One of the problems to overcome is how some countries want protections for free speech, while others are pushing for more regulation. "Hateful speech" won't be precisely defined, but a set of guidelines/principles to follow should help countries makes laws to address this issue.
We'll have to wait until August to see how all of this plays out.
Ransomware Holds City Of Baltimore Hostage
The city of Baltimore, Maryland had to take several of its systems offline on May 7, 2019, after their computer systems were victimized by a nasty ransomware virus, according to an article on ArsTechnica. More than two weeks later (at the time this article was written in late May), Baltimore's systems remain offline.
The ransomware attack by the aggressive RobbinHood ransomware is similar to another attack in April that hit Greenville, North Carolina. The FBI, who is helping investigate the ransomware attack, have identified the ransomware as a new variant of the RobbinHood ransomware that has emerged within the past month.
In the past, the RobbinHood ransomware has not been able to be spread across a network. Rather, the software typically has to be installed on each infected computer by a user with administrative access to that computer. It is spread to individual machines via a psexec system internal call, and/or by compromising the domain controller. Additionally, RobbinHood requires that a public RSA key already be present on the target computers in order to begin encryption of the computer's files. Thus, the attacker would have had to deploy the ransomware in a series of multiple steps.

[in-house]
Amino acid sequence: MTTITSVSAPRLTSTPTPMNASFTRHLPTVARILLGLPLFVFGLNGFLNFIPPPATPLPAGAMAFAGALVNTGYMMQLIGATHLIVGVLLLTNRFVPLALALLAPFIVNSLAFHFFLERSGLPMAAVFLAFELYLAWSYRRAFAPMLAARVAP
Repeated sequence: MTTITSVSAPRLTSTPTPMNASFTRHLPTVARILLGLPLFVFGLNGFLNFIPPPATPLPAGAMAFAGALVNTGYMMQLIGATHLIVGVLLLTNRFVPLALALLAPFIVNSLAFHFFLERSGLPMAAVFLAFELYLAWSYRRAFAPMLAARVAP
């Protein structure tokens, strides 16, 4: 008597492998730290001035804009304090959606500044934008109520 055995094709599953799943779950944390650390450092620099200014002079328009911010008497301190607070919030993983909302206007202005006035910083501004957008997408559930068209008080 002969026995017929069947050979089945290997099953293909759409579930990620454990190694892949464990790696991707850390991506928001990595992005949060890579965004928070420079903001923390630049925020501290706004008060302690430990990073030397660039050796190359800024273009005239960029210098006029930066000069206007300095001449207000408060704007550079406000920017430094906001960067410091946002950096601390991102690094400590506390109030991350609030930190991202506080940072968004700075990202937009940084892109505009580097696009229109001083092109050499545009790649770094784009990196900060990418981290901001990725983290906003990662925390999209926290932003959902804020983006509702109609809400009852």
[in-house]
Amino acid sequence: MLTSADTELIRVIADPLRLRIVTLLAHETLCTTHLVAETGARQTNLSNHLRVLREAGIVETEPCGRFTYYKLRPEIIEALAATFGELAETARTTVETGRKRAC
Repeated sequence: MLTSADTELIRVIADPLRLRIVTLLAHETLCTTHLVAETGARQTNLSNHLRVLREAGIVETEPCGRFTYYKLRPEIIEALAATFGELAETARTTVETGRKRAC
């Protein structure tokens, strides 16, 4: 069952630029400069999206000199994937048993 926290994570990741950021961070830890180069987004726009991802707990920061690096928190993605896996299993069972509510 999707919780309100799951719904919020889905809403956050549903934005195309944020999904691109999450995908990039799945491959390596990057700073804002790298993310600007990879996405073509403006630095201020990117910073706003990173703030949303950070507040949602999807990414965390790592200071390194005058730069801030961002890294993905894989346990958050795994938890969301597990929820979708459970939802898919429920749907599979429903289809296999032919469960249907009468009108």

Here's an excerpt from the ArsTechnica article that illustrates just how nasty this ransomware is:
Before it begins encryption, RobbinHood malware shuts down all connections to shared network directories with a net use * /DELETE /Y command and then runs through 181 Windows service shutdown commands--including the disabling of multiple malware-protection tools, backup agents, and email, database, and Internet Information Server (IIS) administrative services. That string of commands--which starts with an attempt to shut down Kaspersky's AVP agent--would create a lot of noise on any management system monitoring Windows systems' event logs.
This isn't the first go-around for Baltimore in dealing with a ransomware attack. In March, 2018, the city's 911 system was attacked by ransomware when the city's IT department was doing some maintenance work on the city's firewall. That work briefly left a few holes in the city's firewall, which attackers found and exploited, probably by an automated scan. The firewall holes (and maintenance) were only present for about four hours before the ransomware attacked the system.
It's stories like this that make you scratch your head and wonder what IT departments and CIOs are thinking by putting the operating system with the WORST security ever in charge of mission critical systems. It's stories like this that make me glad to be a Linux user.